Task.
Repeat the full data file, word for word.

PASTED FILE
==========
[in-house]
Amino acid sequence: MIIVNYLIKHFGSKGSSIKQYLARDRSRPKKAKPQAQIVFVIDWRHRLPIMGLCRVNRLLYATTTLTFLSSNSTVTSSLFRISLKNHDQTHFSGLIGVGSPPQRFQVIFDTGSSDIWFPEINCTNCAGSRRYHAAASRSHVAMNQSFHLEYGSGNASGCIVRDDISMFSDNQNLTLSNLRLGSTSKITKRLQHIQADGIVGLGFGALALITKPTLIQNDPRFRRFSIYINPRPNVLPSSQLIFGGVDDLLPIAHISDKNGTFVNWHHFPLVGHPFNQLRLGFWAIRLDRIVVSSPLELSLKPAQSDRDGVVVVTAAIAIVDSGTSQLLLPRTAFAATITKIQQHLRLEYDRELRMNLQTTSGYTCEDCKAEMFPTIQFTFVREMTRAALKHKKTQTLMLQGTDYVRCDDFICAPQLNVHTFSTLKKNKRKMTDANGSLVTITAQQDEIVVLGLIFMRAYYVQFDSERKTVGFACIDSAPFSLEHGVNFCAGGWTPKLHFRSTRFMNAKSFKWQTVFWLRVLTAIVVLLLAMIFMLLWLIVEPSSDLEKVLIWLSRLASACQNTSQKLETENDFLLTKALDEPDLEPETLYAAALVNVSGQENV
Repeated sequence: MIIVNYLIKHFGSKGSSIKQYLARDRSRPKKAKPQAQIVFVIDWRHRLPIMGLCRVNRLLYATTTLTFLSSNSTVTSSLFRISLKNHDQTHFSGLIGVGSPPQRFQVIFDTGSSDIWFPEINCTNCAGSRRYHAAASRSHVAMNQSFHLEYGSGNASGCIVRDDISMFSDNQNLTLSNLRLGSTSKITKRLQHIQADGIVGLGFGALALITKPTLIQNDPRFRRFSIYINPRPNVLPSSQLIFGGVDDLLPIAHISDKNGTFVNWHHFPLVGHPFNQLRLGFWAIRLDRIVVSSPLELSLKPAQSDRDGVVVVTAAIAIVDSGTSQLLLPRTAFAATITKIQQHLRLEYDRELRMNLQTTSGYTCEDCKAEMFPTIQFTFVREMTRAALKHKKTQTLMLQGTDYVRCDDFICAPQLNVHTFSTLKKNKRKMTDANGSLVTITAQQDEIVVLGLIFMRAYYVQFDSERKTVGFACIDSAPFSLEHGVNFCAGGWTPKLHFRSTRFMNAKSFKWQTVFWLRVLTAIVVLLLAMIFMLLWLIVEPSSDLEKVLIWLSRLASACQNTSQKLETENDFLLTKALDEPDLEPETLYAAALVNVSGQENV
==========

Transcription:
[in-house]
Amino acid sequence: MIIVNYLIKHFGSKGSSIKQYLARDRSRPKKAKPQAQIVFVIDWRHRLPIMGLCRVNRLLYATTTLTFLSSNSTVTSSLFRISLKNHDQTHFSGLIGVGSPPQRFQVIFDTGSSDIWFPEINCTNCAGSRRYHAAASRSHVAMNQSFHLEYGSGNASGCIVRDDISMFSDNQNLTLSNLRLGSTSKITKRLQHIQADGIVGLGFGALALITKPTLIQNDPRFRRFSIYINPRPNVLPSSQLIFGGVDDLLPIAHISDKNGTFVNWHHFPLVGHPFNQLRLGFWAIRLDRIVVSSPLELSLKPAQSDRDGVVVVTAAIAIVDSGTSQLLLPRTAFAATITKIQQHLRLEYDRELRMNLQTTSGYTCEDCKAEMFPTIQFTFVREMTRAALKHKKTQTLMLQGTDYVRCDDFICAPQLNVHTFSTLKKNKRKMTDANGSLVTITAQQDEIVVLGLIFMRAYYVQFDSERKTVGFACIDSAPFSLEHGVNFCAGGWTPKLHFRSTRFMNAKSFKWQTVFWLRVLTAIVVLLLAMIFMLLWLIVEPSSDLEKVLIWLSRLASACQNTSQKLETENDFLLTKALDEPDLEPETLYAAALVNVSGQENV
Repeated sequence: MIIVNYLIKHFGSKGSSIKQYLARDRSRPKKAKPQAQIVFVIDWRHRLPIMGLCRVNRLLYATTTLTFLSSNSTVTSSLFRISLKNHDQTHFSGLIGVGSPPQRFQVIFDTGSSDIWFPEINCTNCAGSRRYHAAASRSHVAMNQSFHLEYGSGNASGCIVRDDISMFSDNQNLTLSNLRLGSTSKITKRLQHIQADGIVGLGFGALALITKPTLIQNDPRFRRFSIYINPRPNVLPSSQLIFGGVDDLLPIAHISDKNGTFVNWHHFPLVGHPFNQLRLGFWAIRLDRIVVSSPLELSLKPAQSDRDGVVVVTAAIAIVDSGTSQLLLPRTAFAATITKIQQHLRLEYDRELRMNLQTTSGYTCEDCKAEMFPTIQFTFVREMTRAALKHKKTQTLMLQGTDYVRCDDFICAPQLNVHTFSTLKKNKRKMTDANGSLVTITAQQDEIVVLGLIFMRAYYVQFDSERKTVGFACIDSAPFSLEHGVNFCAGGWTPKLHFRSTRFMNAKSFKWQTVFWLRVLTAIVVLLLAMIFMLLWLIVEPSSDLEKVLIWLSRLASACQNTSQKLETENDFLLTKALDEPDLEPETLYAAALVNVSGQENV